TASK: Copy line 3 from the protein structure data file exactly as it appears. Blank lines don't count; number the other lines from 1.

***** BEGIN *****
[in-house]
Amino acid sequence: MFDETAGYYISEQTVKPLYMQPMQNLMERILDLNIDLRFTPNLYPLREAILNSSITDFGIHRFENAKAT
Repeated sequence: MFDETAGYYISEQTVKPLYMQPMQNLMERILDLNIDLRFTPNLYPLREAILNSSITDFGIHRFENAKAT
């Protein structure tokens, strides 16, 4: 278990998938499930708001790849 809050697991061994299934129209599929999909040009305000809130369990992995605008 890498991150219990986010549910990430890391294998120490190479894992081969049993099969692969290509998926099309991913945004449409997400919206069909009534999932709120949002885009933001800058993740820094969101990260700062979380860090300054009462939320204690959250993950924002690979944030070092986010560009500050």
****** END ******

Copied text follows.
Repeated sequence: MFDETAGYYISEQTVKPLYMQPMQNLMERILDLNIDLRFTPNLYPLREAILNSSITDFGIHRFENAKAT